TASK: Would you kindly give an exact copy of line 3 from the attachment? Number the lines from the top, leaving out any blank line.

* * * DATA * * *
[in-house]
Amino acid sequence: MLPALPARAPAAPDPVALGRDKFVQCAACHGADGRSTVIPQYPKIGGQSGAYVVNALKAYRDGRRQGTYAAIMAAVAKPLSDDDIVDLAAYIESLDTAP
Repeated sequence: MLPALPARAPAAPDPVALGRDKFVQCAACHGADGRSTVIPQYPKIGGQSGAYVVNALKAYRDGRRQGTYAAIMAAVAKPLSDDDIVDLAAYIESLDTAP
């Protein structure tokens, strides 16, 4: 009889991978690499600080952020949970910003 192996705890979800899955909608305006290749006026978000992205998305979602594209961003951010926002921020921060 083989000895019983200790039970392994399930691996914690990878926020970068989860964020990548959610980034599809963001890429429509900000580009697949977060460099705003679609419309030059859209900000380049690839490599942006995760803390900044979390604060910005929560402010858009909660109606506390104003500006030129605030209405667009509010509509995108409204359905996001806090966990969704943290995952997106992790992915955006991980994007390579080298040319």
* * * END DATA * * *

Repeated sequence: MLPALPARAPAAPDPVALGRDKFVQCAACHGADGRSTVIPQYPKIGGQSGAYVVNALKAYRDGRRQGTYAAIMAAVAKPLSDDDIVDLAAYIESLDTAP